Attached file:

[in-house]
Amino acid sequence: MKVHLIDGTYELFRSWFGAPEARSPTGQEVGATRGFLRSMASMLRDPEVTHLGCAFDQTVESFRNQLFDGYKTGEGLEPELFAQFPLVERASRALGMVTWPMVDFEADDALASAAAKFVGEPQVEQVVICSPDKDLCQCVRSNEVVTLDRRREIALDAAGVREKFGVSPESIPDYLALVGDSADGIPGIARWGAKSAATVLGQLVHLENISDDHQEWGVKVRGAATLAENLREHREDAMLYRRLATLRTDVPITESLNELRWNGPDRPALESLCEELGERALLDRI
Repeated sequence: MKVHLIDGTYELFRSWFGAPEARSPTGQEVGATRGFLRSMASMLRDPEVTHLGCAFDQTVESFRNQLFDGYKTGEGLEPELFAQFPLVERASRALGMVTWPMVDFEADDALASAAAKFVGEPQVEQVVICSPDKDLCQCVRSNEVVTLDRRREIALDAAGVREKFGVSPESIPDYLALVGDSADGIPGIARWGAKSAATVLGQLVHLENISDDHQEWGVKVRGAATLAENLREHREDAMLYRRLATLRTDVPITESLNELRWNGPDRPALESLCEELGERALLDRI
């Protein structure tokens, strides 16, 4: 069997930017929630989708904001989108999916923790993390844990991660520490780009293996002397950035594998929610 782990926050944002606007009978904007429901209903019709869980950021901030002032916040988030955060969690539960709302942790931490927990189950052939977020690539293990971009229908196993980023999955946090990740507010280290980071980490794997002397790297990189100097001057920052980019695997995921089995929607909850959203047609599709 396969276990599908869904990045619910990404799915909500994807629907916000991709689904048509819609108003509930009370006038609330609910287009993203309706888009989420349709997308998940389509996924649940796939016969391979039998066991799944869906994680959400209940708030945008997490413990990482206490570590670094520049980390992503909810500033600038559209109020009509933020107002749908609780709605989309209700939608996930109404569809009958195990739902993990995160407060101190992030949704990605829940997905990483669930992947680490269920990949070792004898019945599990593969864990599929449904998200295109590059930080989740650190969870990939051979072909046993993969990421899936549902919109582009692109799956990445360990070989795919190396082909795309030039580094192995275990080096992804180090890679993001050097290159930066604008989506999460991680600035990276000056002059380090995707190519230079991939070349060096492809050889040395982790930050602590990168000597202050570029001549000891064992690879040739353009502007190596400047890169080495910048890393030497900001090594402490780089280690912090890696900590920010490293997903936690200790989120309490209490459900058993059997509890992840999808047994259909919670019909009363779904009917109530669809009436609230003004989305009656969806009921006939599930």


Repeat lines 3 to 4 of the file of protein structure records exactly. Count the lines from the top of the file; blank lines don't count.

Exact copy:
Repeated sequence: MKVHLIDGTYELFRSWFGAPEARSPTGQEVGATRGFLRSMASMLRDPEVTHLGCAFDQTVESFRNQLFDGYKTGEGLEPELFAQFPLVERASRALGMVTWPMVDFEADDALASAAAKFVGEPQVEQVVICSPDKDLCQCVRSNEVVTLDRRREIALDAAGVREKFGVSPESIPDYLALVGDSADGIPGIARWGAKSAATVLGQLVHLENISDDHQEWGVKVRGAATLAENLREHREDAMLYRRLATLRTDVPITESLNELRWNGPDRPALESLCEELGERALLDRI
């Protein structure tokens, strides 16, 4: 069997930017929630989708904001989108999916923790993390844990991660520490780009293996002397950035594998929610 782990926050944002606007009978904007429901209903019709869980950021901030002032916040988030955060969690539960709302942790931490927990189950052939977020690539293990971009229908196993980023999955946090990740507010280290980071980490794997002397790297990189100097001057920052980019695997995921089995929607909850959203047609599709 396969276990599908869904990045619910990404799915909500994807629907916000991709689904048509819609108003509930009370006038609330609910287009993203309706888009989420349709997308998940389509996924649940796939016969391979039998066991799944869906994680959400209940708030945008997490413990990482206490570590670094520049980390992503909810500033600038559209109020009509933020107002749908609780709605989309209700939608996930109404569809009958195990739902993990995160407060101190992030949704990605829940997905990483669930992947680490269920990949070792004898019945599990593969864990599929449904998200295109590059930080989740650190969870990939051979072909046993993969990421899936549902919109582009692109799956990445360990070989795919190396082909795309030039580094192995275990080096992804180090890679993001050097290159930066604008989506999460991680600035990276000056002059380090995707190519230079991939070349060096492809050889040395982790930050602590990168000597202050570029001549000891064992690879040739353009502007190596400047890169080495910048890393030497900001090594402490780089280690912090890696900590920010490293997903936690200790989120309490209490459900058993059997509890992840999808047994259909919670019909009363779904009917109530669809009436609230003004989305009656969806009921006939599930």